Our neighbor has complained about a high-pitched noise coming from our
dryer. I've tested the dryer, and it makes no unusual mechanical
noises, and actually seems to be fairly quiet. Today, I even
demonstrated this to the neighbor, and we both agree it must be
something to do with the exhaust vent and/or fan.
Right now, it's got flexible tubing (tin, aluminum?) that bends once
(90 degrees) at the base of the dryer, travels up the wall about six
feet, and then makes another 90 degree bend to the outside. The
outlet on the outside of the building has a simple hood and flap.
Question #1: Could this setup really produce a fairly loud, high-
pitched noise that can't be heard from inside (just the other side of
a drywalled, non-insulated garage wall)?
Question #2: Since I can't hear it from the inside, can I rule out
the exhaust fan and conclude it's a whistle from rushing air moving
through the vent hose?
Question #3: Would moving to a rigid vent pipe or a different outlet
cover help with air/whistle noises?
Thanks for any input. Much appreciated.
OK, I guess I deserve that. Point well taken. However, it's cold and
windy out today, it's at the side of the house that's not the easiest
to get to, and I'm not 25 anymore. ;)
Guess I just wanted to bounce it off people before I start looking at
it more over the weekend.
On May 11, 3:30 pm, firstname.lastname@example.org wrote:
Once had a similar setup, started with an unusual dryer noise, turned
into an unusual dryer smell.
Laundry room was next to the garage. First story of the 2-story house
was block, second story was frame. Dryer vent pipe ran up, then over
so it could exit through the frame part of the wall, a lot easier than
drilling a 4 inch hole through block.
Started hearing small chirping noises from the dryer area, went away
after 3 or 4 days. Then we noticed a smell around the dryer area,
started getting worse and WORSE. When the smell go so bad my wife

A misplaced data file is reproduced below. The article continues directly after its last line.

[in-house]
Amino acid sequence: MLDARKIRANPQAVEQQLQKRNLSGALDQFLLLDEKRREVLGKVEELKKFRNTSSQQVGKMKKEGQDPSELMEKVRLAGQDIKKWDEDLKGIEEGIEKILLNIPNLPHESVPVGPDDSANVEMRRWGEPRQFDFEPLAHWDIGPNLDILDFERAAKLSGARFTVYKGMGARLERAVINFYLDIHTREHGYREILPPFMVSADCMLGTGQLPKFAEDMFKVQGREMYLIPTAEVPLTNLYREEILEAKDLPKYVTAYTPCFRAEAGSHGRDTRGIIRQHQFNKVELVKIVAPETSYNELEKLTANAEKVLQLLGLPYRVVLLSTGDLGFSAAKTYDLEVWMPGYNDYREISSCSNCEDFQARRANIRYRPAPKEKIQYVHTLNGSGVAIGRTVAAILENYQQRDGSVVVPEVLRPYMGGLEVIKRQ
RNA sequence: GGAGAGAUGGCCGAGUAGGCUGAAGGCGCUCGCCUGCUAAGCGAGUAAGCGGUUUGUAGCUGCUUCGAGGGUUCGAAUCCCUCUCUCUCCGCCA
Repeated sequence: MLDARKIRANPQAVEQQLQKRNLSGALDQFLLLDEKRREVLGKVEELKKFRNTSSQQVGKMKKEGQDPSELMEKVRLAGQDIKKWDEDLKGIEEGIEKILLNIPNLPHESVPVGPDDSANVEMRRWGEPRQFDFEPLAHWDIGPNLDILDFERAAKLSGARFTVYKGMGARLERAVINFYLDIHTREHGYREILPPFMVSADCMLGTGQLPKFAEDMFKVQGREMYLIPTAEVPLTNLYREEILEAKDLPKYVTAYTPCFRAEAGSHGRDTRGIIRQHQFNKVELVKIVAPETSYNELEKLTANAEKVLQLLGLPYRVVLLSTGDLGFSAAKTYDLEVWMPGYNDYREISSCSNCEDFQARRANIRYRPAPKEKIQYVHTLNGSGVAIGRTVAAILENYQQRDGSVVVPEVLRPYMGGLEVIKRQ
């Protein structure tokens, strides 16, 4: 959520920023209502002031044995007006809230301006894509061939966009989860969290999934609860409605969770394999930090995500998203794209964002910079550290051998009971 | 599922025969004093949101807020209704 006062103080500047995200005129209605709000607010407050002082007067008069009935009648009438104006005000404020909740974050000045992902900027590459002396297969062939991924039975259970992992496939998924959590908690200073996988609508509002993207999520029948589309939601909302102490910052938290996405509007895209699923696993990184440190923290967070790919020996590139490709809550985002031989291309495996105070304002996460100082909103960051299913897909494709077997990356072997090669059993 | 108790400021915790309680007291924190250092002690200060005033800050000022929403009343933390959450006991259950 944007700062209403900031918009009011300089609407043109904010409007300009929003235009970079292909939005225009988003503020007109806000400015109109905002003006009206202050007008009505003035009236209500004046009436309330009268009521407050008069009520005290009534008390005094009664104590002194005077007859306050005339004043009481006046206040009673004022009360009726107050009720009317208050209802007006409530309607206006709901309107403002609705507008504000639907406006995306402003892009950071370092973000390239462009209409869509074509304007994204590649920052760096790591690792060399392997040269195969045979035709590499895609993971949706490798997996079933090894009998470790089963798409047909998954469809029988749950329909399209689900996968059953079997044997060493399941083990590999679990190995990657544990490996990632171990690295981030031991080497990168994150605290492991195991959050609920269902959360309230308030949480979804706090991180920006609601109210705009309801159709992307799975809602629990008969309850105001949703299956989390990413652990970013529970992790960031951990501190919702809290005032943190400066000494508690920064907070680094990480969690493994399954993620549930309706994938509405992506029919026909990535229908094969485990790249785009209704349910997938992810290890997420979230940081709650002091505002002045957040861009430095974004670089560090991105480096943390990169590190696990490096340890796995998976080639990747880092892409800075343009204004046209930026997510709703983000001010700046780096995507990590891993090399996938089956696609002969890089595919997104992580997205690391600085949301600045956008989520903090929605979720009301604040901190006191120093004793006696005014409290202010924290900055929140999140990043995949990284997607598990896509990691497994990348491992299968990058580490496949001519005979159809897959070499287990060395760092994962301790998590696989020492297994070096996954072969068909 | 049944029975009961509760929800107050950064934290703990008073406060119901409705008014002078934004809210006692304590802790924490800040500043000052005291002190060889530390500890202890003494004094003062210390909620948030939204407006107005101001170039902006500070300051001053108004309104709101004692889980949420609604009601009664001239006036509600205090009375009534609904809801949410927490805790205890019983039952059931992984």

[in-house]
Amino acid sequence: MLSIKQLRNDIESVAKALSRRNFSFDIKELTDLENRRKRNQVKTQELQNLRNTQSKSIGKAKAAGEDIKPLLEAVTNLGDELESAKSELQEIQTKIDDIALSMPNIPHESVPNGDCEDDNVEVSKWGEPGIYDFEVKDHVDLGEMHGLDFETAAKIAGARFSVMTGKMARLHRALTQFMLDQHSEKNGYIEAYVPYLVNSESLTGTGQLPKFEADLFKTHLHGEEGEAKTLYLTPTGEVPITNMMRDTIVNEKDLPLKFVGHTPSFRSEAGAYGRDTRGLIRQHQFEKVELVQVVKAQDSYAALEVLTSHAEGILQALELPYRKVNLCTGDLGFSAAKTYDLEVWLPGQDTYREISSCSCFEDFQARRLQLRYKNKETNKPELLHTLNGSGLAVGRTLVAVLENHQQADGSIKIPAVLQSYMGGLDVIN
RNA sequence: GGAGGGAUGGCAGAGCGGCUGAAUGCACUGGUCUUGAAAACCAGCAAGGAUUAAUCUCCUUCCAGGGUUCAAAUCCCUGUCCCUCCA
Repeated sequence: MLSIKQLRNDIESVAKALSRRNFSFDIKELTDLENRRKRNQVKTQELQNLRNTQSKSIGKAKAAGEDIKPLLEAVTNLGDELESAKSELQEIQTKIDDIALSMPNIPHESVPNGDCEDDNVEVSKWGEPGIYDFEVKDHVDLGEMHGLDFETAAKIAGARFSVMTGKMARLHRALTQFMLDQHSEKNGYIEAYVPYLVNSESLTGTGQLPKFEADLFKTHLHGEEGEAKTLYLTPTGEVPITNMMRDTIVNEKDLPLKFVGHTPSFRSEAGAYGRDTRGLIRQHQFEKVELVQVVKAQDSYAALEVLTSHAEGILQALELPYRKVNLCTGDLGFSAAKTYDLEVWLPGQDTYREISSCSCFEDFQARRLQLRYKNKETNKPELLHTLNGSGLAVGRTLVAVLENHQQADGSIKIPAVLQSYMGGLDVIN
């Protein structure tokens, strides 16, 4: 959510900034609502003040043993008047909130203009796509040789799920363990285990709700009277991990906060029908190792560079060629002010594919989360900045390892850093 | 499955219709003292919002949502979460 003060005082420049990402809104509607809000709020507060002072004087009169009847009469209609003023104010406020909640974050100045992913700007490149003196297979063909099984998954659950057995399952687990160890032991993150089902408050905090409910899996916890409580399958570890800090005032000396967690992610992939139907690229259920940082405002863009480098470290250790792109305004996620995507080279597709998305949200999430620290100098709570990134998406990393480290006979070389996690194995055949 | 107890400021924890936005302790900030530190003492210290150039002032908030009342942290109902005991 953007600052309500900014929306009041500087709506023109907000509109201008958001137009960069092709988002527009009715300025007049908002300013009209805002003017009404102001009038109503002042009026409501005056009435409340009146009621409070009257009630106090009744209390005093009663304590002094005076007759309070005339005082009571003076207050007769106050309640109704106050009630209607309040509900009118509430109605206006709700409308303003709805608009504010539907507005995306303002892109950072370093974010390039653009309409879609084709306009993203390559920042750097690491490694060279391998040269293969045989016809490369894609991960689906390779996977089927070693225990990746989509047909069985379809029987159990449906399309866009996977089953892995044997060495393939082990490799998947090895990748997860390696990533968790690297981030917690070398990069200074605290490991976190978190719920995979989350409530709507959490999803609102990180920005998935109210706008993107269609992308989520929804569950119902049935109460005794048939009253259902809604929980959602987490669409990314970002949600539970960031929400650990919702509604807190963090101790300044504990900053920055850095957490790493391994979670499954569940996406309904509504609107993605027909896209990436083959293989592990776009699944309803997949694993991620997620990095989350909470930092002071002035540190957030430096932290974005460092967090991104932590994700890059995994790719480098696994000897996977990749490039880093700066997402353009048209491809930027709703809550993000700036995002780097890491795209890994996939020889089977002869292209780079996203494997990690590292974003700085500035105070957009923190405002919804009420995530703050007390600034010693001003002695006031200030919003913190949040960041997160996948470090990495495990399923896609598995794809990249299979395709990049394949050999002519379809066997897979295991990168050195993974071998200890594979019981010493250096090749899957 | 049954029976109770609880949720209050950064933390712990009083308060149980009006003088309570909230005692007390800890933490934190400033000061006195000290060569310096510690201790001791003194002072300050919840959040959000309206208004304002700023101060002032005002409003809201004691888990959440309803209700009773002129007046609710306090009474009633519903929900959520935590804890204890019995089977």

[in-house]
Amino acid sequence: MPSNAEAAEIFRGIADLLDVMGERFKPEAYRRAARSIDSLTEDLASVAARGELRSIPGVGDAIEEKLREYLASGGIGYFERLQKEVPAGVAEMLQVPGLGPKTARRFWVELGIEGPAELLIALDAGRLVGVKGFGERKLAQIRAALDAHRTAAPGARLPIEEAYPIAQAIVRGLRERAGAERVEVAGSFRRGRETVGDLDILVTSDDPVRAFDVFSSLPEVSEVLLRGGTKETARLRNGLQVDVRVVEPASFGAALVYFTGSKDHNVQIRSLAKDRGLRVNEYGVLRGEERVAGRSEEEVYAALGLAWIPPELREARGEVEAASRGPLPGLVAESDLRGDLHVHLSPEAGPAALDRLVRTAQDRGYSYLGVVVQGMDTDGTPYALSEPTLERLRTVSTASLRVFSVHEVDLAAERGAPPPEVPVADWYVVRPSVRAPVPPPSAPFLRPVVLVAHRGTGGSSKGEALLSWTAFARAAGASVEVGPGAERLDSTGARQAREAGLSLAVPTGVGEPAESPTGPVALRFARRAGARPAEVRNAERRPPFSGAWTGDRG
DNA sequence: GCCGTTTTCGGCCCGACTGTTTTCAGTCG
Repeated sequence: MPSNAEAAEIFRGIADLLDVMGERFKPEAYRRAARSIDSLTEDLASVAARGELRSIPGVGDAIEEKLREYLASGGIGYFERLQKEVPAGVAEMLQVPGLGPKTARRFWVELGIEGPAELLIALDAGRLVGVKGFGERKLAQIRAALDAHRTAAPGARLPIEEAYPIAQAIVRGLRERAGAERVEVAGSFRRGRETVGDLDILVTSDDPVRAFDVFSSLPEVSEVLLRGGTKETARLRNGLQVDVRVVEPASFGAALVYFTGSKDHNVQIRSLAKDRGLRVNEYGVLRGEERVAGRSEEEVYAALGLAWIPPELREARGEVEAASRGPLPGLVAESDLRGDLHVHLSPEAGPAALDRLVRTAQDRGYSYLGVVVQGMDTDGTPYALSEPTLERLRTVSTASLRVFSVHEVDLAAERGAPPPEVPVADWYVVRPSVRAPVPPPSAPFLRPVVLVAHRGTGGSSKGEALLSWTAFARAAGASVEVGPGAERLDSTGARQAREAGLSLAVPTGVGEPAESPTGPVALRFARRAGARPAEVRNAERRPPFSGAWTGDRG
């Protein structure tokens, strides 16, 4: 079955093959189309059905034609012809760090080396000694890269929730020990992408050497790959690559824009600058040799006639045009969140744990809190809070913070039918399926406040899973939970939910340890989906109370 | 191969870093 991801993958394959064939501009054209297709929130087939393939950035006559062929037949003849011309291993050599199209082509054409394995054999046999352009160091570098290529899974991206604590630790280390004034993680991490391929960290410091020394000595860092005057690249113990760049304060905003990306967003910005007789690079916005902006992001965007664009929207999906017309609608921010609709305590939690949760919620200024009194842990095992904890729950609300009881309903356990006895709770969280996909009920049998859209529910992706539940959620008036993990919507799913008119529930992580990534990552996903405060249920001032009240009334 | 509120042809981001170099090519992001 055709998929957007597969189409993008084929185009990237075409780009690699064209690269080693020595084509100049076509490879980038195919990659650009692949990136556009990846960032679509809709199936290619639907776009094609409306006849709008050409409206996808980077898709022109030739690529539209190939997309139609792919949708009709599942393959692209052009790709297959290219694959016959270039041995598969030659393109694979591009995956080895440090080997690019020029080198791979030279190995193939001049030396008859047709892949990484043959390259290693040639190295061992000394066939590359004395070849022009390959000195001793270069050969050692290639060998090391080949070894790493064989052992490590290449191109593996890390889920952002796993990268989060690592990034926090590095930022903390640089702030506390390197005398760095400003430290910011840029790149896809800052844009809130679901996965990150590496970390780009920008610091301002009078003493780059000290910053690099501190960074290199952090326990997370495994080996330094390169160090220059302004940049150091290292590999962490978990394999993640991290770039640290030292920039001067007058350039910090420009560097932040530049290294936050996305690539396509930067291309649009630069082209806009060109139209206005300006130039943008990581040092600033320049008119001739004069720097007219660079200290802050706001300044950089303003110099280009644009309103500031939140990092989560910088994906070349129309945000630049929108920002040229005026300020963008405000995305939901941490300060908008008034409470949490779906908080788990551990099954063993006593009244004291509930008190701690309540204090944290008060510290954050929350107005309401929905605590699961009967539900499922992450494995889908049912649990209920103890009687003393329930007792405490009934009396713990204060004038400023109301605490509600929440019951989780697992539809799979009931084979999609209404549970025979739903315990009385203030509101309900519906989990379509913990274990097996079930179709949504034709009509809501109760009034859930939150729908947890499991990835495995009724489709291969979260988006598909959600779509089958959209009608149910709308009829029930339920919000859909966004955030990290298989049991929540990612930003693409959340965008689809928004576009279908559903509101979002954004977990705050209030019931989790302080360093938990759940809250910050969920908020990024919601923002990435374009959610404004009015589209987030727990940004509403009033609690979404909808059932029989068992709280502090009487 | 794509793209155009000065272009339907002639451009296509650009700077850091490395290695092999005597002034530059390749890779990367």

couldn't stand it, I started investigating. Started opening up the
dryer while trying not to inhale. Eventually found a decaying bird
wedged into the squirrel-cage blower area of the dryer.
Looked outside, the flapper was blocked open with lint buildup. Bird
had apparently gone into the outside tube, fallen down to the first
floor, couldn't get back up, so he went the other direction.
Eventually went to bird heaven inside the dryer and started rotting.
To prevent a repeat, after cleaning up the hood and flapper, installed
a cover of 1/2 inch mesh hardware cloth over the dryer vent.
Not saying that's your neighbor's problem, but it's not impossible.
Very possible. Noise does some funny things. A few years ago our company
went from two to three shifts. A neighbor about four blocks away complained
of the noise of our compressor. He came home late so the second shift never
bothered him, but now the third shift did. The noise traveled up the river
by the plant to his house where the harmonics drove him nuts. It was just
a matter of changing an air intake in this case. It did not bother him
standing near it, and he could not even hear it across the parking lot, but
up stream, it was very noticeable.
My guess is you have a similar situation. I'd try changing the flapper vent
first. You may want to wrap some foam rubber around it where it passes
through the wall as that may be setting up some vibration or acting as a
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